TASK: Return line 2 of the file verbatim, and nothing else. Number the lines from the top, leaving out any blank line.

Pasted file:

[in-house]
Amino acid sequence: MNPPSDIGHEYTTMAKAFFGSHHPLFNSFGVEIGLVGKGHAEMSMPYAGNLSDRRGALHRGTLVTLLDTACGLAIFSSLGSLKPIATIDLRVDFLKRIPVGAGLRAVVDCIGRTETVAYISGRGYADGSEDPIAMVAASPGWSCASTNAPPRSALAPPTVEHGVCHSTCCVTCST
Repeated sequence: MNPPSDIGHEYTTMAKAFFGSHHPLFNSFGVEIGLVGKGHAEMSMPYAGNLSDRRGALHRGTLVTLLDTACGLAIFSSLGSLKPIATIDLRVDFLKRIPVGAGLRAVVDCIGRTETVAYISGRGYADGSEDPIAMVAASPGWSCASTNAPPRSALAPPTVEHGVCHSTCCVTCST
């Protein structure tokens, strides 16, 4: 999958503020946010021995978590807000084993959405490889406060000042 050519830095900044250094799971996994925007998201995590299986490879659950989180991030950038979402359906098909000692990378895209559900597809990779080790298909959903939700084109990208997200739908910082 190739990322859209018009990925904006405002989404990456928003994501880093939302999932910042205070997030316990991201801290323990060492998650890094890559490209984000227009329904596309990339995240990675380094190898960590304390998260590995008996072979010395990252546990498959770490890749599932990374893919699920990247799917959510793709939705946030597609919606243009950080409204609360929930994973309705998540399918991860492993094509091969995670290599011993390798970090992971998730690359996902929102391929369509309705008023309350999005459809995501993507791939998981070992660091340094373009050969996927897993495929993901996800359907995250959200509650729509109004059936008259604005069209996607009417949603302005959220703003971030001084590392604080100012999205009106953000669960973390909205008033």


Amino acid sequence: MNPPSDIGHEYTTMAKAFFGSHHPLFNSFGVEIGLVGKGHAEMSMPYAGNLSDRRGALHRGTLVTLLDTACGLAIFSSLGSLKPIATIDLRVDFLKRIPVGAGLRAVVDCIGRTETVAYISGRGYADGSEDPIAMVAASPGWSCASTNAPPRSALAPPTVEHGVCHSTCCVTCST